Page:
The Rusland Valley was identified as a potential breeding area for the endangered Hazel Dormouse. Nationally it is a declining species but is known to be present here in the north west.
In order to help this evocative species, there was a need identified to assess the species occurrence in the scheme area, learn more about what we could do to conserve their habitats, whilst also raising the awareness in the local community. Through installation and monitoring of nesting boxes, the project has tried to confirm if indeed there are dormouse populations in the area and to what extent.
The data, information and findings have been gathered together and are now being used to make recommendations for conservation and woodland management. This will help to improve outcomes for any existing, and future, dormouse populations.
The project was very fortunate to be supported by the People’s Trust for Endangered Species (PTES), who provided training for volunteers and carried out an assessment of the area.
The hazel dormouse is a declining species across England but is known to be present within the surrounds of the scheme area, one of its northernmost outposts in the UK. Its decline is linked to the cessation and fragmentation of coppice woodland. It is a shy mammal that is dependent on the dense shrub layer, ample food and cover, which actively coppiced woodland provides. The species can also suffer when populations become isolated in a landscape. Hedgerows, therefore, can provide essential corridors between woodlands.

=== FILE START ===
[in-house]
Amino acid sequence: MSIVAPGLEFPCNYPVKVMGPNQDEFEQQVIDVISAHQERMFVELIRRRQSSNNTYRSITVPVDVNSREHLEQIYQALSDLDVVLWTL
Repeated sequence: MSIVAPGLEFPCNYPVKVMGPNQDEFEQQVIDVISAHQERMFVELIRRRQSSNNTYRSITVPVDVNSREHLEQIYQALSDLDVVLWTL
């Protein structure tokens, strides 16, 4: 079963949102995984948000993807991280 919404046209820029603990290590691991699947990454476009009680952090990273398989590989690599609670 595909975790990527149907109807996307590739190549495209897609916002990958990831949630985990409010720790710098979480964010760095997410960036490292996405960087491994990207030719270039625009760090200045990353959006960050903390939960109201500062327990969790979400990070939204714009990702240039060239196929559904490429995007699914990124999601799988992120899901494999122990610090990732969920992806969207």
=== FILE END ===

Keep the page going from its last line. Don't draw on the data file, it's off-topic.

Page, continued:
We have involved and brought together a number of key partner organisations, interested members of the local community and experts to become involved within the monitoring programme. Volunteers have been recruited and trained in dormouse monitoring techniques, which they can continue to use in the future and help educate others. The training involved repairing nest boxes, installing new boxes and carrying out nut hunts. The results from the surveys carried out over the last three years will contribute to the understanding of dormouse populations in the South Lakes. They will help in the development of a broader future strategy for the conservation of species in the area.
No charge. Cancel anytime. We value your privacy and will not share your details.